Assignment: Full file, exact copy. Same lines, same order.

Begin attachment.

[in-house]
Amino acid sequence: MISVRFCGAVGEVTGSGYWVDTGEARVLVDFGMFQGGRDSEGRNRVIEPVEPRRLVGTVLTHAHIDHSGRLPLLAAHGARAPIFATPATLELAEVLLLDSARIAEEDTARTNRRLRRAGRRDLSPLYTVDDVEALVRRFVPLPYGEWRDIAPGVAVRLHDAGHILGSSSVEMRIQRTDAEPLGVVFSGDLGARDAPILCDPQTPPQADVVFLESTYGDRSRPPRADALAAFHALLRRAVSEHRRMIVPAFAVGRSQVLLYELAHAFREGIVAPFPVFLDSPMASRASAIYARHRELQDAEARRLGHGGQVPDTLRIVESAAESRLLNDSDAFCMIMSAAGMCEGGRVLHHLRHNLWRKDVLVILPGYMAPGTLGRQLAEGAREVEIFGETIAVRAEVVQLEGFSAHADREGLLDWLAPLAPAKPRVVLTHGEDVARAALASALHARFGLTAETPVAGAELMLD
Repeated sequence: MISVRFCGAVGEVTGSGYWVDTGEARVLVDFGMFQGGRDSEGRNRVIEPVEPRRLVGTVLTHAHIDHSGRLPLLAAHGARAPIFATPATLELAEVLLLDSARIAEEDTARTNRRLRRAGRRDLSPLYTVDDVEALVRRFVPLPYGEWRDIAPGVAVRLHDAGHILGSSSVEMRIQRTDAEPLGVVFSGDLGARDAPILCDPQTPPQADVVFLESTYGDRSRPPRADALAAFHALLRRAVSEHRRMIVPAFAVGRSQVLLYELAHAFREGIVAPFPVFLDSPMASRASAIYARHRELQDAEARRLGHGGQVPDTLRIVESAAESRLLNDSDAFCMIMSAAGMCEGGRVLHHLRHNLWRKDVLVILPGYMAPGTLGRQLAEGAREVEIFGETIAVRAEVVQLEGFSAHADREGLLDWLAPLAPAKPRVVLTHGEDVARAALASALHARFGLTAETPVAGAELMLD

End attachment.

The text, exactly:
[in-house]
Amino acid sequence: MISVRFCGAVGEVTGSGYWVDTGEARVLVDFGMFQGGRDSEGRNRVIEPVEPRRLVGTVLTHAHIDHSGRLPLLAAHGARAPIFATPATLELAEVLLLDSARIAEEDTARTNRRLRRAGRRDLSPLYTVDDVEALVRRFVPLPYGEWRDIAPGVAVRLHDAGHILGSSSVEMRIQRTDAEPLGVVFSGDLGARDAPILCDPQTPPQADVVFLESTYGDRSRPPRADALAAFHALLRRAVSEHRRMIVPAFAVGRSQVLLYELAHAFREGIVAPFPVFLDSPMASRASAIYARHRELQDAEARRLGHGGQVPDTLRIVESAAESRLLNDSDAFCMIMSAAGMCEGGRVLHHLRHNLWRKDVLVILPGYMAPGTLGRQLAEGAREVEIFGETIAVRAEVVQLEGFSAHADREGLLDWLAPLAPAKPRVVLTHGEDVARAALASALHARFGLTAETPVAGAELMLD
Repeated sequence: MISVRFCGAVGEVTGSGYWVDTGEARVLVDFGMFQGGRDSEGRNRVIEPVEPRRLVGTVLTHAHIDHSGRLPLLAAHGARAPIFATPATLELAEVLLLDSARIAEEDTARTNRRLRRAGRRDLSPLYTVDDVEALVRRFVPLPYGEWRDIAPGVAVRLHDAGHILGSSSVEMRIQRTDAEPLGVVFSGDLGARDAPILCDPQTPPQADVVFLESTYGDRSRPPRADALAAFHALLRRAVSEHRRMIVPAFAVGRSQVLLYELAHAFREGIVAPFPVFLDSPMASRASAIYARHRELQDAEARRLGHGGQVPDTLRIVESAAESRLLNDSDAFCMIMSAAGMCEGGRVLHHLRHNLWRKDVLVILPGYMAPGTLGRQLAEGAREVEIFGETIAVRAEVVQLEGFSAHADREGLLDWLAPLAPAKPRVVLTHGEDVARAALASALHARFGLTAETPVAGAELMLD